Theory and History of Ontology

by Raul Corazzon | e-mail:

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  • "History Logic" and "Bibliographia" are my other websites. "Table of Contents" gives the list of the pages, for other indexes see the "Sitemap". "Modern Ontologists" contains a table with links to the pages on the most important philosophers of the 19th and 20th centuries who have written on ontology. The "Search" function can be used to find a particular author or subject.


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Living Ontologists - Bibliographical Guide: T - Z

These pages will give some essential bibliographical information about some of the most important living ontologists; only a few titles will be cited for every author.

  • Amie Lynn Thomasson
  • William Vallicella
  • Achille Varzi
  • David Weissman
  • Jan Westerhoff
  • David Wiggins
  • Boguslaw Wolniewicz
  • Stephen Yablo
  • Edward Zalta

Amie L. Thomasson

  1. Thomasson, Amie L. 1996. "Fiction, Modality and Dependent Abstracta." Philosophical Studies no. 84:295-320.

  2. ———. 1999. Fiction and Metaphysics. Cambridge: Cambridge University Press.

  3. ———. 2007. Ordinary Objects. New York: Oxford University Press.

William Vallicella

  1. Vallicella, William. 1983. "A Critique of the Quantificational Account of Existence." Thomist no. 47:242-267.

  2. ———. 2002. A Paradigm Theory of Existence. Onto-Theology Vindicated. Dordrecht: Kluwer.

Achille C. Varzi

  1. Varzi, Achille. 1991. "Truth, Falsehood and Beyond." In Topics in Philosophy and Artificial Intelligence, edited by Albertazzi, Liliana and Poli, Roberto, 39-50. Bozen: Istituto Mitteleuropeo di Cultura.

    Papers from the International Summer Schools in Bozen - 1989-1990.

    "1. Introduction

    Always in the background and sometimes in the foreground of any semantic approach to cognitive reasoning is a straight, twofold assumption on the admissible state representations:

    [1] Every sentence must be either true or false

    [2] No sentence can be both true and false.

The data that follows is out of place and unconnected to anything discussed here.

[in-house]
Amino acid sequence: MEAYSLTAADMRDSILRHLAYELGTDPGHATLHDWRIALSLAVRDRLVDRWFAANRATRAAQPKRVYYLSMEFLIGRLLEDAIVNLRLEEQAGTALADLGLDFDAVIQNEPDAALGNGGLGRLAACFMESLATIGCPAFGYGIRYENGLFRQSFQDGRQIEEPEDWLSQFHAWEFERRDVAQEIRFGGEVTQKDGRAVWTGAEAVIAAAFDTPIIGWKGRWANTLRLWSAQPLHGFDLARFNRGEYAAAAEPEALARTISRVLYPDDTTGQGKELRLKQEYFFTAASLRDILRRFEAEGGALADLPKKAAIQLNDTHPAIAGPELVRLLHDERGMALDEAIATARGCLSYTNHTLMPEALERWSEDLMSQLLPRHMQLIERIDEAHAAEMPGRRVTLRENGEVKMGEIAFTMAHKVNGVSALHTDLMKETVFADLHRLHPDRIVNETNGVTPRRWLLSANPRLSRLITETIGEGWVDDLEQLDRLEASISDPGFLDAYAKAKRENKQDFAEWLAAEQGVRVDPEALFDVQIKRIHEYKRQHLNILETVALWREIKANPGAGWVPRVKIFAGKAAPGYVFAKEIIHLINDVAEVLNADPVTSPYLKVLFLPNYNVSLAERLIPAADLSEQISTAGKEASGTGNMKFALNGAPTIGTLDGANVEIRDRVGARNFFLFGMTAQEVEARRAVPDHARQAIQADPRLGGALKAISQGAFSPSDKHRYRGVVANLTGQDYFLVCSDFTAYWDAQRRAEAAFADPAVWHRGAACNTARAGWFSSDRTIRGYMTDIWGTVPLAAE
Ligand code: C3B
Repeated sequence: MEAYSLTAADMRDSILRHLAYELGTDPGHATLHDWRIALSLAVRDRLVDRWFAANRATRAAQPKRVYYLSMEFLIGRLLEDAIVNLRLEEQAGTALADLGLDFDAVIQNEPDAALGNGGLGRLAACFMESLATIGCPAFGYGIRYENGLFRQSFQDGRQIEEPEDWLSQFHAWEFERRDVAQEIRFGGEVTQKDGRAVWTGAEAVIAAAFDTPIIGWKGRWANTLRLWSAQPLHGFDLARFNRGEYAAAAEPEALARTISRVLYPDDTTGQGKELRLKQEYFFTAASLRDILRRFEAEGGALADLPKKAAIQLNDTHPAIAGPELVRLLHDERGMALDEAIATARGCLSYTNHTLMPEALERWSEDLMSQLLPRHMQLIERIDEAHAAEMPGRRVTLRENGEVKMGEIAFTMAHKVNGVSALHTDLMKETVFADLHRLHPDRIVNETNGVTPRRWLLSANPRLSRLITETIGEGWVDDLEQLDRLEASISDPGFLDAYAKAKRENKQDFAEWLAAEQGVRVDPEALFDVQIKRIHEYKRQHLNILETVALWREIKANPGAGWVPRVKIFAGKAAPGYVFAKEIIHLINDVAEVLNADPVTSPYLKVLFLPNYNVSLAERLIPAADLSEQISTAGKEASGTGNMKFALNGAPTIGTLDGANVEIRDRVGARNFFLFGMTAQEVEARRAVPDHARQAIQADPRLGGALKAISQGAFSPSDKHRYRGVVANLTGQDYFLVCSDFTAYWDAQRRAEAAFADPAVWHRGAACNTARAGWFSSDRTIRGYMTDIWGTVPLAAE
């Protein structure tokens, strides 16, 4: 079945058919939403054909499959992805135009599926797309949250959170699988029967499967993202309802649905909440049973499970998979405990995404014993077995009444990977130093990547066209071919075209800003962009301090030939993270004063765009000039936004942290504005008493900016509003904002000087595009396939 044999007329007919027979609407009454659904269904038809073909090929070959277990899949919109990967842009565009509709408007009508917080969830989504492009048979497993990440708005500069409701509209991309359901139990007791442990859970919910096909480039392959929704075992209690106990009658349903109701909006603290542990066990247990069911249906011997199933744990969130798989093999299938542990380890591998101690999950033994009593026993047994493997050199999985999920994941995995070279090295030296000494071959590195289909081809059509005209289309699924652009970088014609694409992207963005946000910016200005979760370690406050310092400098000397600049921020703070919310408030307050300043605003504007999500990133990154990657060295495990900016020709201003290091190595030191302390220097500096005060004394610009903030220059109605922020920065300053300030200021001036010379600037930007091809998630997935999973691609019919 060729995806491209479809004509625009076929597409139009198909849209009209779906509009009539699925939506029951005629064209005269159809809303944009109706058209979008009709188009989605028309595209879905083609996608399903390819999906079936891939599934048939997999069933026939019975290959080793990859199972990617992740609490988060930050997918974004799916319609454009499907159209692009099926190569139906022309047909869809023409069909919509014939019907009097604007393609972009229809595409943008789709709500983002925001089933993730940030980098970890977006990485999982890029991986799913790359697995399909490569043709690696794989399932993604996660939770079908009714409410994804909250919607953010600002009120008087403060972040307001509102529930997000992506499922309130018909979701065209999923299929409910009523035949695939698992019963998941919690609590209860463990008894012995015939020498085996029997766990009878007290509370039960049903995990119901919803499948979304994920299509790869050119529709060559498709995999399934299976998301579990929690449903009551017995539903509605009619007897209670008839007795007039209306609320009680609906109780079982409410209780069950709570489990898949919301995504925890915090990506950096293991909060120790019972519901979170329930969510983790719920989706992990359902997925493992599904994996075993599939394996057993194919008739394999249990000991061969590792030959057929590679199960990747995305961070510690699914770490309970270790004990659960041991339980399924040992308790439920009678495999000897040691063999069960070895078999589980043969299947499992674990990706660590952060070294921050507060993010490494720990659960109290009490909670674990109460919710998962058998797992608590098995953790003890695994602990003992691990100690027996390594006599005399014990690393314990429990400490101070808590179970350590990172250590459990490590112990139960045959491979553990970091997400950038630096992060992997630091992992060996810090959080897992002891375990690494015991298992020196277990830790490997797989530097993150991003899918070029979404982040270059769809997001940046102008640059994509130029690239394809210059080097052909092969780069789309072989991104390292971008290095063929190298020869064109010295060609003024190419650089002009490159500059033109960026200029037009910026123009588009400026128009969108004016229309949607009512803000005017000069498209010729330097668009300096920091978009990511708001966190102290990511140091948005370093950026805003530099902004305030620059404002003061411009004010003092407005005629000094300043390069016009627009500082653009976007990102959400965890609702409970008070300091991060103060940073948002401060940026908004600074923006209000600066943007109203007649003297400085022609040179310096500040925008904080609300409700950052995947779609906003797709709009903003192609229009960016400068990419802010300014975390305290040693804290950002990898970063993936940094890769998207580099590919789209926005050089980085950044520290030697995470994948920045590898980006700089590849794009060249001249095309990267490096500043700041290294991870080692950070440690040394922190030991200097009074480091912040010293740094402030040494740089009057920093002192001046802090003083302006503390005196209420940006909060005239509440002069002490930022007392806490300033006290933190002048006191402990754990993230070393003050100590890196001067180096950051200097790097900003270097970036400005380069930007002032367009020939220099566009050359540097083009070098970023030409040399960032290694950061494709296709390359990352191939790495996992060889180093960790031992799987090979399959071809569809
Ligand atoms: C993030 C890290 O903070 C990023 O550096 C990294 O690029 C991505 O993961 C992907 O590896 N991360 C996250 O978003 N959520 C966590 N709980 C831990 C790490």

Arguably, such a standard course is intuitively well-grounded, and the resulting accounts have generally proved to be not only simple, but formally powerful as well. As things are, however, some concern arises in connection with their range of application. For on the one hand, it appears that any but the most artificial set-ups may violate [1], while on the other hand, any but the most simplistic situations are liable to violate [2]. In fact, even if we assume that the purpose of a language's sentences is to be always true or false, there is no a priori reason to suppose that the underlying conditions will be always completely fulfilled (for instance, ordinary language sentences may involve expressions whose intended reference is only partially defined, or vaguely defined, or not defined at all). And since there is no general syntactic criterion for incompleteness, there is no general way that incompletenesses can be ruled out without ruling out a variety of unproblematic cases as well. Conversely, even if we assume that the intention of a language's sentences is never to be true and false, there is in fact no a priori guarantee that the underlying conditions can be always consistently fulfilled (for example, ordinary language sentences may, in unfavourable circumstances, turn out to be self-referential, thus leading to such well-known troubles as the liar paradox). And again, since there is no general decision procedure for inconsistency, there is no general and effective way that inconsistencies can be ruled out without rendering a great deal of perfectly unproblematic reasoning impossible.